Rafael Cancel Miranda, Opened Fire On U.S Capitol, Dies At 89

Mar 4, 2020
Originally published on March 4, 2020 11:38 am
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RACHEL MARTIN, HOST:

In 1954, four Puerto Rican nationalists smuggled guns inside the U.S. Capitol and opened fire on a session of Congress. The attackers wanted Puerto Rico's independence. On Monday night, the last surviving gunman from that group died. He was a controversial figure for some a hero for others. NPR's Adrian Florido has this remembrance.

ADRIAN FLORIDO, BYLINE: Rafael Cancel Miranda was born in 1930, three decades after the U.S. invaded Puerto Rico, then a Spanish colony, and took it for itself. Cancel Miranda's family fiercely supported Puerto Rico's independence. So when Congress let the territory form its own government but with limited authority, Cancel Miranda and other nationalists were outraged.

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UNIDENTIFIED REPORTER: In Washington, D.C., ruthless, fanatic violence erupted in the halls of Congress. Three men and a woman believed to be members of the Puerto Rican nationalist gang opened fire from the visitors' gallery of the House of Representatives.

FLORIDO: One member of the group, Lolita Lebron, shouted, free Puerto Rico, as Cancel Miranda fired at lawmakers.

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UNIDENTIFIED PERSON: Are you sorry you attacked these fine congressmen?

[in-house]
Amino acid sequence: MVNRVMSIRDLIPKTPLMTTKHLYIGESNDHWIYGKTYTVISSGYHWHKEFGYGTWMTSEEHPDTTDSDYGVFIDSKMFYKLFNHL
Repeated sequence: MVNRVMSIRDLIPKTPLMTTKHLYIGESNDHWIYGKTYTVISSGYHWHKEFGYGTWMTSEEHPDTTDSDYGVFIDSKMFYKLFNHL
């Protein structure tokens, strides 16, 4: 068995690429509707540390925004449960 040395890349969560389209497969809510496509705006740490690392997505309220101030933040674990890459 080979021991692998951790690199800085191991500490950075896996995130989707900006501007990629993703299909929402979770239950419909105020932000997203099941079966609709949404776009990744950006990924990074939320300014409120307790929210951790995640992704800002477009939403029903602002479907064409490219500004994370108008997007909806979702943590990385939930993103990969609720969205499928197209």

RAFAEL CANCEL MIRANDA: I'm not sorry for what I did. I'm not sorry.

FLORIDO: Cancel Miranda and his co-conspirators got sentences ranging from 50 to 75 years. They always maintained their intent was not to kill, rather to send a message, as Cancel Miranda told a filmmaker many years later.

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CANCEL MIRANDA: (Speaking Spanish).

FLORIDO: "We went to Washington to tell the world that we were still a colony," he said, "and that there were Puerto Rican men and women willing to do whatever it took to gain our independence."

In 1979, President Jimmy Carter granted the shooters clemency after they'd served 25 years. It was a controversial decision, Puerto Rico's then-governor said releasing the group would be dangerous. But when Cancel Miranda and the others returned to their island, they got a hero's welcome.

SOPHIA GALLISA MURIENTE: Rafael Cancel Miranda was a really powerful symbol.

FLORIDO: Sophia Gallisa Muriente is a Puerto Rican artist whose family was close to Cancel Miranda. She said though many Puerto Ricans disagreed with what he did, they shared his frustration over Puerto Rico's lack of political power.

GALLISA MURIENTE: A lot of Puerto Ricans understand and empathize with that desperation to create a sense of urgency and visibility about our struggles.

FLORIDO: In recent years, the island's independence movement has fractured and shrunk. Most Puerto Ricans support full statehood or the existing territorial status. But Cancel Miranda never wavered in his cause for independence.

He died Monday night at his home in San Juan at the age of 89. He had asked that flags not be lowered for him, as is tradition for prominent figures on the island, because he'd always said Puerto Rico's flag should fly as high as possible.

Adrian Florido, NPR News. Transcript provided by NPR, Copyright NPR.